A few weeks back, I attended the 31st annual RustyCon, one of our local general fan conventions. It boasts a population of 500-700 attendees and prides itself on being a very family-friendly convention. For this con, I was attending more as a panelist than anything else.
This was, perhaps, the best experience I’ve had at this convention to date. Some of it was due to seeing friends there that I hadn’t expected. Having people I know at conventions really influences how I feel about the convention. It was nice to have people there that I could feel comfortable around.
I also got the impression that there had been some shake-ups and new people were managing things. The panels I was on were much more robust in attendance. The last couple years I had at least one panel, usually on a Sunday, that had no attendees and none of the other panelists show up. That didn’t happen at all this year. People generally showed up when scheduled and most panels had at least as many attendees as panelists. I think the panels could often have gotten by with fewer panelists, but everything seemed to go fine.
I was on a mix of writing and gaming panels. I think I fared pretty well on the gaming panels once I got used to being a panelist. I think I at least didn’t look bad on the writing panels. The hardest along those lines was the one on self-publishing. In part because much of the discussion revolved around areas I was less familiar with. In part because I shared the panel with Guest of Honor Todd McCaffery. (Who was a really nice guy, by the way.)
There was only one panel that I regretted signing up for, and it had nothing to do with the quality. I’d put in a relatively low priority offer to be on a panel about LGBTQ characters in fiction. I figured, “I’ve written queer characters. I can wing it if I have to.” I even polled friends so that I could provide names of books that featured positive examples of LGBTQ characters.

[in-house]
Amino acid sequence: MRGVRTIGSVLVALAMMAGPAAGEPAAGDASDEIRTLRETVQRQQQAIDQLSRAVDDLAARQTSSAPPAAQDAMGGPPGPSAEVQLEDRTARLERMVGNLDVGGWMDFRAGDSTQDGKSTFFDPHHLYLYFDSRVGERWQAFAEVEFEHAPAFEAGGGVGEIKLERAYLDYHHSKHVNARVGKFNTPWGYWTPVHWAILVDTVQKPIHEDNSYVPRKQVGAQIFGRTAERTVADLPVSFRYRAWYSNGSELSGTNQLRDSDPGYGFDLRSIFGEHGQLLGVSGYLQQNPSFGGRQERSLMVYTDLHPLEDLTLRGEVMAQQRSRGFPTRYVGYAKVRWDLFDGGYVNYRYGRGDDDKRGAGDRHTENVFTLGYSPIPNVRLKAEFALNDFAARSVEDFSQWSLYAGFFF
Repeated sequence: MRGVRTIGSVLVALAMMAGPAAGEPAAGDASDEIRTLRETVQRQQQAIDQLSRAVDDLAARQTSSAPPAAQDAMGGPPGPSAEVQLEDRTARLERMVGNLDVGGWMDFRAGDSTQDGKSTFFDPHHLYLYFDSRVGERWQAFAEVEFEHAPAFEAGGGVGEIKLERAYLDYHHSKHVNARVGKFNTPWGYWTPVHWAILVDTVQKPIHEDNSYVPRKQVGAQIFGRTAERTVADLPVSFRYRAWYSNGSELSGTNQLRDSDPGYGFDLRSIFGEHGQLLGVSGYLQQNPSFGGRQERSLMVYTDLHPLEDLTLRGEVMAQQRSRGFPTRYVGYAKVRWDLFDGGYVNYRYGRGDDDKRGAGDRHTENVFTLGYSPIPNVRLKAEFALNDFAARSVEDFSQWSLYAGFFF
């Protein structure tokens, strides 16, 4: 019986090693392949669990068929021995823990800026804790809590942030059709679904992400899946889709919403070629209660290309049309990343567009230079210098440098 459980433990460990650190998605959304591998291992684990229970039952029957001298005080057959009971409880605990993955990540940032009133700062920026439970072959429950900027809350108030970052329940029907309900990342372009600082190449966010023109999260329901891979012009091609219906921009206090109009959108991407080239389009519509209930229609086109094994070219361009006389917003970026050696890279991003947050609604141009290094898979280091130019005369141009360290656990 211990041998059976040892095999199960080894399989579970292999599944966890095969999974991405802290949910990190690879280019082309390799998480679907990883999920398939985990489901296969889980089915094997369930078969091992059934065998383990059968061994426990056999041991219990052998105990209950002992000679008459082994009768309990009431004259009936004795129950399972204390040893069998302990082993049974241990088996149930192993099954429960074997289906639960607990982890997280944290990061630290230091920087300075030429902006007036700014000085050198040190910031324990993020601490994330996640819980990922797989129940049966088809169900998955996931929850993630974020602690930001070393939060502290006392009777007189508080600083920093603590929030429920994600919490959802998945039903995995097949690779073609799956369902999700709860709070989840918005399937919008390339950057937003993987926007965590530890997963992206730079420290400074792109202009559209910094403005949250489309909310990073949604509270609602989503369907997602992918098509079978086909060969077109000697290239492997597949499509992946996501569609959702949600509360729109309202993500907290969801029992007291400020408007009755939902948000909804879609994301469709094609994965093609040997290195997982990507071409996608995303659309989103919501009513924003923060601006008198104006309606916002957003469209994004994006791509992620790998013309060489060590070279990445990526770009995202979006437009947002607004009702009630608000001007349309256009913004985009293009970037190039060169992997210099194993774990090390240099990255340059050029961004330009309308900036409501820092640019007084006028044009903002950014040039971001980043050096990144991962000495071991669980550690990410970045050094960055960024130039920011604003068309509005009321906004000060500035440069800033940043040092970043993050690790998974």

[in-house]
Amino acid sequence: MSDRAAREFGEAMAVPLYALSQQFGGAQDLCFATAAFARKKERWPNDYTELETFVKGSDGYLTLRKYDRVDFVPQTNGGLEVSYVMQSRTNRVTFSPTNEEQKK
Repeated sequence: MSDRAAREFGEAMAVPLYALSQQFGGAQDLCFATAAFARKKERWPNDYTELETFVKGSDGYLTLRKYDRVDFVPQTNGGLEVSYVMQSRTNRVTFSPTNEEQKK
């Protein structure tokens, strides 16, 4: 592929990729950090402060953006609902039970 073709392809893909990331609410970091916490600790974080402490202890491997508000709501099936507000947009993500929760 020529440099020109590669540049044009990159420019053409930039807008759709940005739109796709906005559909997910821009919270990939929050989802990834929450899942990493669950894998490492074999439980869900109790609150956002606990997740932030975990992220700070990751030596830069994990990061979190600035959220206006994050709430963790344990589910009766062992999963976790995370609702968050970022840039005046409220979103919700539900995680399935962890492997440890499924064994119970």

Let me assure you how mistaken I was. I ended up being put on the panel and was the only straight cis-gendered male present. Everyone else diverged in at least one category, if not multiple. I was out of my depth on the subject. Everyone was very polite, but I felt like an idiot for thinking I could fake being on this panel. And I didn’t have a chance to use my list. But I’ll provide it at the end.
I have wondered in the past whether, because I’ve written diverse characters, I should offer to be on a panel about diversity. I think the answer is pretty definitively, “Nope.”
The only other hitch I experienced with the convention was that there was some confusion regarding when I was available. I know that at least one other panelist had encountered the same difficulty. It was easy enough for me to adjust my schedule that I didn’t say anything to the programming organizer. Given how hard it probably was putting that all together, I didn’t want to fuss.
After the positive overall experience I had this year, I am really looking forward to next year.
And now, my book recommendations from friends featuring LGBTQ characters:
- I’m Here, I’m Queer, What the Hell Do I Read?
- Most things by Elizabeth Bear
- The Kusheline Series by Jacqueline Carey
- Indigo Springs and Blue Magic by A.M. Dellamonica
- Swordspoint and The Privilege of the Sword by Ellen Kushner
- Snapshots From A Black Hole & Other Oddities by K.C. Ball
- The Mercy Thompson Series by Patricia Briggs
- The Sarah Beauhall Series by J.A. Pitts
- Ascension by Jacqueline Koyanagi
Spin State by Chris Moriarty
Astreiant series by Melissa Scott
When the Sea is Rising Red by Cat Hellisen
The Steel Remains and sequels by Richard K. Morgan
The Bone Palace by Amanda Downum
Everything by Malinda Lo
- The Gaylactic Spectrum Award Nominees
- The Last Herald Mage Series by Mercedes Lackey
- Ghost Hold by Ripley Patton
- The webcomic Gunnerkrigg Court by Tom Sidell
- The Kate Daniels Series by Ilona Andrews